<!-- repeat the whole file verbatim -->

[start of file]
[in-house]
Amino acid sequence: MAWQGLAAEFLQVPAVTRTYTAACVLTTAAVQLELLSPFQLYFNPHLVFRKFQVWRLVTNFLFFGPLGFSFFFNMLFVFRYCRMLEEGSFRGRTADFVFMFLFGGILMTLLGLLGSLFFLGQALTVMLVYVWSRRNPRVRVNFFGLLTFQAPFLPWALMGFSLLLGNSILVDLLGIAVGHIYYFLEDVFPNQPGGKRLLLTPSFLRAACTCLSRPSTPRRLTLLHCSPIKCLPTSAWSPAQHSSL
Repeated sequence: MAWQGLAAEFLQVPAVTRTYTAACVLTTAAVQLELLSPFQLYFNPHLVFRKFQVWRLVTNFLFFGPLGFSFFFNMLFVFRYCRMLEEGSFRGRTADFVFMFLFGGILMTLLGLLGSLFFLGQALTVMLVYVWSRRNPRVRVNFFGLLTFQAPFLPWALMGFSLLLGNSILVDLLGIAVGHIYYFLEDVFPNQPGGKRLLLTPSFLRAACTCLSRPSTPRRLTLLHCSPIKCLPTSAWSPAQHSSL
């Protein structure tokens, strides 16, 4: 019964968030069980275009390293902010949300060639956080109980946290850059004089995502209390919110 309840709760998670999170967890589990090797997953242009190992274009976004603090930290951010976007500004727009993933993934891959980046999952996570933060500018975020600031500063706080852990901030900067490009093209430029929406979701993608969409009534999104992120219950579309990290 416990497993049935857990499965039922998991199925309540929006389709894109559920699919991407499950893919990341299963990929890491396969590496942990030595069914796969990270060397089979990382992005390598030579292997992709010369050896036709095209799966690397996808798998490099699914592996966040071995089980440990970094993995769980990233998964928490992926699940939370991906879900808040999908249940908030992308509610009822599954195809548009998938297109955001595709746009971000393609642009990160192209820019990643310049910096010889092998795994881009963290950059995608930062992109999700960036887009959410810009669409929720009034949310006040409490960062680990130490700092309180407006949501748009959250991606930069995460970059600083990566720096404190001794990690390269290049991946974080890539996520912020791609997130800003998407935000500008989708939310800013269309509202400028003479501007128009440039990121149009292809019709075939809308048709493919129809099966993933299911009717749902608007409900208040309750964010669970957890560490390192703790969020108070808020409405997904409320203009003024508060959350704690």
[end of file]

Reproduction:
[in-house]
Amino acid sequence: MAWQGLAAEFLQVPAVTRTYTAACVLTTAAVQLELLSPFQLYFNPHLVFRKFQVWRLVTNFLFFGPLGFSFFFNMLFVFRYCRMLEEGSFRGRTADFVFMFLFGGILMTLLGLLGSLFFLGQALTVMLVYVWSRRNPRVRVNFFGLLTFQAPFLPWALMGFSLLLGNSILVDLLGIAVGHIYYFLEDVFPNQPGGKRLLLTPSFLRAACTCLSRPSTPRRLTLLHCSPIKCLPTSAWSPAQHSSL
Repeated sequence: MAWQGLAAEFLQVPAVTRTYTAACVLTTAAVQLELLSPFQLYFNPHLVFRKFQVWRLVTNFLFFGPLGFSFFFNMLFVFRYCRMLEEGSFRGRTADFVFMFLFGGILMTLLGLLGSLFFLGQALTVMLVYVWSRRNPRVRVNFFGLLTFQAPFLPWALMGFSLLLGNSILVDLLGIAVGHIYYFLEDVFPNQPGGKRLLLTPSFLRAACTCLSRPSTPRRLTLLHCSPIKCLPTSAWSPAQHSSL
């Protein structure tokens, strides 16, 4: 019964968030069980275009390293902010949300060639956080109980946290850059004089995502209390919110 309840709760998670999170967890589990090797997953242009190992274009976004603090930290951010976007500004727009993933993934891959980046999952996570933060500018975020600031500063706080852990901030900067490009093209430029929406979701993608969409009534999104992120219950579309990290 416990497993049935857990499965039922998991199925309540929006389709894109559920699919991407499950893919990341299963990929890491396969590496942990030595069914796969990270060397089979990382992005390598030579292997992709010369050896036709095209799966690397996808798998490099699914592996966040071995089980440990970094993995769980990233998964928490992926699940939370991906879900808040999908249940908030992308509610009822599954195809548009998938297109955001595709746009971000393609642009990160192209820019990643310049910096010889092998795994881009963290950059995608930062992109999700960036887009959410810009669409929720009034949310006040409490960062680990130490700092309180407006949501748009959250991606930069995460970059600083990566720096404190001794990690390269290049991946974080890539996520912020791609997130800003998407935000500008989708939310800013269309509202400028003479501007128009440039990121149009292809019709075939809308048709493919129809099966993933299911009717749902608007409900208040309750964010669970957890560490390192703790969020108070808020409405997904409320203009003024508060959350704690």